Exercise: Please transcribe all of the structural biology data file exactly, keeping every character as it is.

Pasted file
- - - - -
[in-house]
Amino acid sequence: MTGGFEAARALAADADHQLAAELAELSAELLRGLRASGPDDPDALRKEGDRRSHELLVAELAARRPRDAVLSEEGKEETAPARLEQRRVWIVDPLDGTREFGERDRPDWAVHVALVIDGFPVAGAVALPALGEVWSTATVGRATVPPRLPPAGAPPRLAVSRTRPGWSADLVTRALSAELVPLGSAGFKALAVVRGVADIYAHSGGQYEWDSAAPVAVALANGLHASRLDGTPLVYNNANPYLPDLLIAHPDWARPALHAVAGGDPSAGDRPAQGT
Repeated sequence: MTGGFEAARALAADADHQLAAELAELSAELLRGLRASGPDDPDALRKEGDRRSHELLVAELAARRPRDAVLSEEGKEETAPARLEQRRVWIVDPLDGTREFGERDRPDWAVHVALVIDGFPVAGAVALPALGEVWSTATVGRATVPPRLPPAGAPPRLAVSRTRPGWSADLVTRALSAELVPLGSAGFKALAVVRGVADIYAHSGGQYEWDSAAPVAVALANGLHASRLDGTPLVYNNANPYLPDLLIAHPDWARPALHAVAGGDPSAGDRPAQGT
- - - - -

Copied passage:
[in-house]
Amino acid sequence: MTGGFEAARALAADADHQLAAELAELSAELLRGLRASGPDDPDALRKEGDRRSHELLVAELAARRPRDAVLSEEGKEETAPARLEQRRVWIVDPLDGTREFGERDRPDWAVHVALVIDGFPVAGAVALPALGEVWSTATVGRATVPPRLPPAGAPPRLAVSRTRPGWSADLVTRALSAELVPLGSAGFKALAVVRGVADIYAHSGGQYEWDSAAPVAVALANGLHASRLDGTPLVYNNANPYLPDLLIAHPDWARPALHAVAGGDPSAGDRPAQGT
Repeated sequence: MTGGFEAARALAADADHQLAAELAELSAELLRGLRASGPDDPDALRKEGDRRSHELLVAELAARRPRDAVLSEEGKEETAPARLEQRRVWIVDPLDGTREFGERDRPDWAVHVALVIDGFPVAGAVALPALGEVWSTATVGRATVPPRLPPAGAPPRLAVSRTRPGWSADLVTRALSAELVPLGSAGFKALAVVRGVADIYAHSGGQYEWDSAAPVAVALANGLHASRLDGTPLVYNNANPYLPDLLIAHPDWARPALHAVAGGDPSAGDRPAQGT